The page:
Antibody titration and storage - Reply

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From:Richard Cartun <> (by way of histonet)
To:histonet <>
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I was told two days ago that we ran out of mAb B72.3 (tumor-associated
glycoprotein 200).  Before I ordered new antibody I searched our
refrigerator hoping to find a sample that we could use until the
replacement arrived.  I found a large (by antibody standards) bottle
containing 20 mLs of mAb B72.3 that we received on 6/20/1989 (almost 10
years ago!) from a company in Stoughton, MA.  I decided that I would
evaluate it in case it still worked.  Therefore, I prepared the following

 1:10                        0.9 mL diluent + 100 microliters of mAb
 1:100                      0.9 mL diluent + 100 microliters from 1:10
 1:1,000                   0.9 mL diluent + 100 microliters from 1:100
 1:10,000                 0.9 mL diluent + 100 microliters from 1:1,000
 1:100,000               0.9 mL diluent + 100 microliters from 1:10,000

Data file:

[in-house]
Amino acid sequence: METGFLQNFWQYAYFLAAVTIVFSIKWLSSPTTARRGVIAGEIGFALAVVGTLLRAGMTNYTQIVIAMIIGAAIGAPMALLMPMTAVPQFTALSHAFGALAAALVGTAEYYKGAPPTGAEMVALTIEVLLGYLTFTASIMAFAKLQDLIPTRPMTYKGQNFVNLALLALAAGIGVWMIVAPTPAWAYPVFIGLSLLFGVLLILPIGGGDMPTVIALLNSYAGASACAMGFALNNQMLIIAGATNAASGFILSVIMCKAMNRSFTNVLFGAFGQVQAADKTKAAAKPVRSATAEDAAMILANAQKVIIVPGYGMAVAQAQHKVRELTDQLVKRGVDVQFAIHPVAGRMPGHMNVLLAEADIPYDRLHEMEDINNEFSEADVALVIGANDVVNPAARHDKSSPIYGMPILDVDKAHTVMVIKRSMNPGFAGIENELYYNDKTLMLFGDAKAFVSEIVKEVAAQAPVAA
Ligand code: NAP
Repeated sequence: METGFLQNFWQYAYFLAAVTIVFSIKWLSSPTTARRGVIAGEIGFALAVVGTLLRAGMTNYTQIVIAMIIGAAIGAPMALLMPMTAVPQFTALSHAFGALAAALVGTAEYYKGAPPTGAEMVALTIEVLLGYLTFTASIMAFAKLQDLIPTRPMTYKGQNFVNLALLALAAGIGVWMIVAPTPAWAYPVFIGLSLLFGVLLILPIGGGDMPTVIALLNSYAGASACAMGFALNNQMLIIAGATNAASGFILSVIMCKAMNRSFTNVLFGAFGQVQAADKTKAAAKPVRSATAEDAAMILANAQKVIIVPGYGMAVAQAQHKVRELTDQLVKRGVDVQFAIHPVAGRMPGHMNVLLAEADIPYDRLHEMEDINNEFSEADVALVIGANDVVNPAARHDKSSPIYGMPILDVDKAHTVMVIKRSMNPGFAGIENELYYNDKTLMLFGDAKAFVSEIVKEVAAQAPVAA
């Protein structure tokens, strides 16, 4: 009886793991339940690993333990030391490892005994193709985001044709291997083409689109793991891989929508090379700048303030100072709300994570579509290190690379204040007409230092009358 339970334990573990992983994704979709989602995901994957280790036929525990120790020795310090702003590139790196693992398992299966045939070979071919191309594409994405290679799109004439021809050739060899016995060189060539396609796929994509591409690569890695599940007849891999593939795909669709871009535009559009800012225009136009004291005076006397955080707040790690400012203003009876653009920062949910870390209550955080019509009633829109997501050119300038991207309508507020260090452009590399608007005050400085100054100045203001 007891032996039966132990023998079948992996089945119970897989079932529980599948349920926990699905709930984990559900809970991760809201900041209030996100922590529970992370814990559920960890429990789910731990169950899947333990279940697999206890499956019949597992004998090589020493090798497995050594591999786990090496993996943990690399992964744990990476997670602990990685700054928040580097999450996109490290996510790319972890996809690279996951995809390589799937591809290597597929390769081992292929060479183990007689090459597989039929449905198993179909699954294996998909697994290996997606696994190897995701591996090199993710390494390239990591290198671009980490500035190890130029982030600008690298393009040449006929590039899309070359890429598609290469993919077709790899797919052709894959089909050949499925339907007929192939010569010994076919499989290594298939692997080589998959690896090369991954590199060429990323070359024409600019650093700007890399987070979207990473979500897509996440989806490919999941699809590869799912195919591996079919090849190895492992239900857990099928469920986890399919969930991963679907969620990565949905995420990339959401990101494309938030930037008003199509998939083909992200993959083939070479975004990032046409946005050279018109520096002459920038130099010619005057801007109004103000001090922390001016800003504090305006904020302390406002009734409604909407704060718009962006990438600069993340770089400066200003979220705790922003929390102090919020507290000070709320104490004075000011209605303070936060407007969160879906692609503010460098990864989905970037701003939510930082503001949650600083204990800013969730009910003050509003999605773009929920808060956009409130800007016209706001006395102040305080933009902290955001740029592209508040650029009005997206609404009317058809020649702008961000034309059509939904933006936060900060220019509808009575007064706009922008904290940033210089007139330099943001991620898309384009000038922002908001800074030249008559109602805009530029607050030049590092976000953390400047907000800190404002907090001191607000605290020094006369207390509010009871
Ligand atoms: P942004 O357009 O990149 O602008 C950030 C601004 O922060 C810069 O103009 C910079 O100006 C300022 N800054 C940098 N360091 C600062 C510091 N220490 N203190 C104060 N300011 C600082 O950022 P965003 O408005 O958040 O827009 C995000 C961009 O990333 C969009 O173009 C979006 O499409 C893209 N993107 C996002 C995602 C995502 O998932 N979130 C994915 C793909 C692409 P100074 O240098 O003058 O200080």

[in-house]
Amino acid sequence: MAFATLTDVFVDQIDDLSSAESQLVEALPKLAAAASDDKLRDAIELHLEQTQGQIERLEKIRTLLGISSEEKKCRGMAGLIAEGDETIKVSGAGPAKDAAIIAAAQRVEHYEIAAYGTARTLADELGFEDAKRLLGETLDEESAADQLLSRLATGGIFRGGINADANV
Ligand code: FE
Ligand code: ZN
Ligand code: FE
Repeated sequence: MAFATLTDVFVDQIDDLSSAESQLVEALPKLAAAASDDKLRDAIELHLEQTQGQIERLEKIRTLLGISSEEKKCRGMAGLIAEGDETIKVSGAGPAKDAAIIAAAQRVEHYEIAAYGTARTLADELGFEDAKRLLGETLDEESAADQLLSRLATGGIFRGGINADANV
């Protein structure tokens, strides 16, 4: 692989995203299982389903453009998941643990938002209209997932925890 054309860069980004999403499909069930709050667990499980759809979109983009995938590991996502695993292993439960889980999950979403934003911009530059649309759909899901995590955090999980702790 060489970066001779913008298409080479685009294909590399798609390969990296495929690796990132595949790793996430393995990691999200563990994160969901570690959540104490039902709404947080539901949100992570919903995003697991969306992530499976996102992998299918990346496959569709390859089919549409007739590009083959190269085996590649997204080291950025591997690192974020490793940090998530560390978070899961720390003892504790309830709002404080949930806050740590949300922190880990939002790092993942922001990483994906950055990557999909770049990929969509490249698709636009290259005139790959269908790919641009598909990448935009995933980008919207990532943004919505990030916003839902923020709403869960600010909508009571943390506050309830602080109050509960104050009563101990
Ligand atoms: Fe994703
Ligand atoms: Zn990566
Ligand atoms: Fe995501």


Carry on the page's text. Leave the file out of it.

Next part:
1:1,000,000            0.9 mL diluent + 100 microliters from 1:100,000

and applied them to sections of our positive control (lung adenocarcinoma)
and allowed the slides to incubate overnight at RT.  Normally, I would
evaluate a mAb at just three dilutions: 1:100; 1:1,000 and 1:10,000, but I
seemed to remember that this antibody had a high titer.  Today, when I
finished the slides with LSAB+ and DAB+ (DAKO Corporation) I was surprised
to see that not only did the antibody still work, it gave some
immunoreactivity at 1:1,000,000!   However, I selected 1:1,000 as the
optimal dilution for overnight incubation.  This translates into a
concentration of .02 micrograms per mL according to the label which states,
"20 micrograms/mL".

Please remember that the performance characteristics of this antibody are
very unusual, but I thought you might find this story interesting.  Oh, by
the way, does anyone need any B72.3 mAb?

Rich Cartun

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